Daytime in Paris is for culture. If you’ve already seen the main sights, head to the Jeu de Paume gallery. It’s a contemporary art space that often shows the work of photographers, including Alfred Stieglitz and Edward Steichen, which I like a great deal. I find larger museums exhausting and Jeu de Paume is not too big. Similarly, the Fondation Cartier pour l’Art Contemporain – a place halfway between a museum and a gallery – is a “must” experience for Paris. The building was designed by Jean Nouvel and looks like a glasshouse. It’s surrounded by a beautiful, naturalistic garden and to me this is somehow emblematic of Paris; the garden and the architecture are in total harmony.
Then there’s the Palais de Tokyo, another contemporary museum. The programme might be a bit hectic sometimes, but that’s because it has a very young approach. We are doing a Roger Vivier exhibition there from October 2. A particularly exciting date on the calendar is the reopening of the Galliera Museum of Fashion this autumn, with an exhibition about the designer Azzedine Alaïa. The Galliera’s director, Olivier Saillard, is a friend of mine and someone whose work as a curator I greatly admire. The building is 19th-century Italianate and looks like a beautiful patisserie.
For commercial galleries, Thaddaeus Ropac is the name to know. He has two contemporary-art spaces in Paris, one of which is a huge warehouse complex in Pantin just beyond the Périphérique at the edge of the city. He’s like the Jay Jopling of Paris. I prefer the smaller-scale Galerie Thaddaeus Ropac in the Marais, probably my favourite area in the whole city. My partner, Hervé, has his interiors shop, Galerie Van Der Straeten, there, where he sells furniture of his own design, using bronze and lacquered wood in a way you’ve never seen before. In the same area is an excellent bookstore, Comptoir d’Image, for photography books by Irving Penn or Helmut Newton.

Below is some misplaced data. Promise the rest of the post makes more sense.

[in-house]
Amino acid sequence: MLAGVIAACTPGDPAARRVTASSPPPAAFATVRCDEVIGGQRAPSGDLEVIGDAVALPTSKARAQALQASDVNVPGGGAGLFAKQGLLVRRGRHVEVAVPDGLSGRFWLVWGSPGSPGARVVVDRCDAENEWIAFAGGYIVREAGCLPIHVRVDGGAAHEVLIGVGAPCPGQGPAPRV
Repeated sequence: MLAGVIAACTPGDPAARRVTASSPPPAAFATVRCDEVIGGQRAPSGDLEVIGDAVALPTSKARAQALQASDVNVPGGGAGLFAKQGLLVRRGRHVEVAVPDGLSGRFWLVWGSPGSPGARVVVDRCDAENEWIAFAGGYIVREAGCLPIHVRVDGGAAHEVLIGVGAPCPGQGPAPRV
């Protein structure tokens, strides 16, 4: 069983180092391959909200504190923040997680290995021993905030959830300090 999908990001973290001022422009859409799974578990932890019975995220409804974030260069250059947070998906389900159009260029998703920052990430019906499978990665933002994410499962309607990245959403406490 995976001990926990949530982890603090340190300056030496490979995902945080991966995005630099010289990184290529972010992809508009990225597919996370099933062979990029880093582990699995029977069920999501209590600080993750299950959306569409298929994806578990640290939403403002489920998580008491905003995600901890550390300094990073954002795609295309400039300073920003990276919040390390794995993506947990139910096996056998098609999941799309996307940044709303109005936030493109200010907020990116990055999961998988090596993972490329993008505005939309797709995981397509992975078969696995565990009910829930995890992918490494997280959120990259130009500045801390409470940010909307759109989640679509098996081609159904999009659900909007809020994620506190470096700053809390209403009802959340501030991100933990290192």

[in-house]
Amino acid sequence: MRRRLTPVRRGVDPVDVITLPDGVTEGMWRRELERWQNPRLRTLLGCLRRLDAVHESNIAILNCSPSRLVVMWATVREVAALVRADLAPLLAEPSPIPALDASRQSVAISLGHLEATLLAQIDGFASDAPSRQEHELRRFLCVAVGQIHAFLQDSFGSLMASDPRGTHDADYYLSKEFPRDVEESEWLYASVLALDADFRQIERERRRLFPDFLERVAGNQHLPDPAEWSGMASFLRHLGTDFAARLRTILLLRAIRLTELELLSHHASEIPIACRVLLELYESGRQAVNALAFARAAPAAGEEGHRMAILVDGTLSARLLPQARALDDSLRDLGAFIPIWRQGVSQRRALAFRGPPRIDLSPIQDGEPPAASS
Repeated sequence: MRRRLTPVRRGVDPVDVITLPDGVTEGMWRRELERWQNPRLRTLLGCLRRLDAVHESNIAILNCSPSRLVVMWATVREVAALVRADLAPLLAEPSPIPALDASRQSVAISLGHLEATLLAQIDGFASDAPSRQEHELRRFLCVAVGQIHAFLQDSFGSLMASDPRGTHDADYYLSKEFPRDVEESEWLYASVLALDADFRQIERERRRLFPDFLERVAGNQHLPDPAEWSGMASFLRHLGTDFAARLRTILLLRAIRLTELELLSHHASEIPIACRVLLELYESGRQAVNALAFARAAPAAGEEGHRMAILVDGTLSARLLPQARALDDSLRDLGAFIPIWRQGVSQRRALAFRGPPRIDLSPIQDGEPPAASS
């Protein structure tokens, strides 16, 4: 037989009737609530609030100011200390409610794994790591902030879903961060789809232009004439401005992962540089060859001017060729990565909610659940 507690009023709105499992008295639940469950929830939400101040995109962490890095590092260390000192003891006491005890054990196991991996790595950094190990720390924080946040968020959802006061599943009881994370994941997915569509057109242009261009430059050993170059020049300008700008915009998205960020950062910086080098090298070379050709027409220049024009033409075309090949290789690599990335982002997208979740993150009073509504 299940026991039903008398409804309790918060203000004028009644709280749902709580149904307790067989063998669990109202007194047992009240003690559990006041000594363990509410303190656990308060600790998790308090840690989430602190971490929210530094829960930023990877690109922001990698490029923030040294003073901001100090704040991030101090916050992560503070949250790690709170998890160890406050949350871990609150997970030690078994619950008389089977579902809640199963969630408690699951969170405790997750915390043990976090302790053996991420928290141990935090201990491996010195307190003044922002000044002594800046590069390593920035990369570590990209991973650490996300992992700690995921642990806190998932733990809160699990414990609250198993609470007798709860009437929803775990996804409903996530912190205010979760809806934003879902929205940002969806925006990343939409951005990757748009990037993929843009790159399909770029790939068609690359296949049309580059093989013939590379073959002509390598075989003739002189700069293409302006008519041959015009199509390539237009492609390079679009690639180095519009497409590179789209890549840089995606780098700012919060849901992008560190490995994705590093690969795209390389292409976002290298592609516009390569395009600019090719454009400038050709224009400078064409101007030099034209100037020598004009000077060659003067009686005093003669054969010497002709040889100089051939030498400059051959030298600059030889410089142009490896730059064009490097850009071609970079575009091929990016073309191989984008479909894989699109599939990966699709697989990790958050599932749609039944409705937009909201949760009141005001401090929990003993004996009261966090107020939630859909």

I’m not a very good clothes shopper as I’m impatient and buy things quickly, but anyone coming to Paris should, of course, visit the Parisian designers. My favourites are Lanvin, Saint Laurent and Charvet, where I buy my underwear; it’s expensive but wonderful. And you must visit a French perfumer, ideally Serge Lutens’ boutique. Choosing a scent there is a very participatory experience; I like the fact that you have to search for what suits you. Rick Owens, an American living in Paris, has a wonderful store at the Palais Royal; along with the clothes, you might consider buying a bronze or piece of the furniture he designs. And if you have the urge to buy beautiful flowers, you can get the best from Rambert Rigaud in Saint-Germain. He’s young, charming and great looking, which makes the whole experience that much better. He used to work at Dior, so he has a brilliant eye.
Of course, Paris flea markets are the best in the world. Spend a Sunday morning at the Paul Bert and Serpette areas at the Marché aux Puces, or Porte des Vanves – though if you visit Vanves any later than 7am, there’s nothing left. It’s best to go to the markets when you’re not looking for anything in particular – then you’ll inevitably find something amazing. However, if you want a specific piece, head to the auction house Drouot, where real treasures are to be found.
Finally, it wouldn’t be a true Paris weekend without a walk in one of the city’s gorgeous parks. There are plenty to discover. The Jardin du Luxembourg is lovely but can be crowded on the weekend. An excellent alternative is the Jardin des Plantes, Paris’s Kew Gardens. It’s almost 400 years old and features incredible plants and flowers, as well as greenhouses. It’s beautifully designed over a huge area of land, right in the middle of the city – the perfect place to spend a bright autumn afternoon.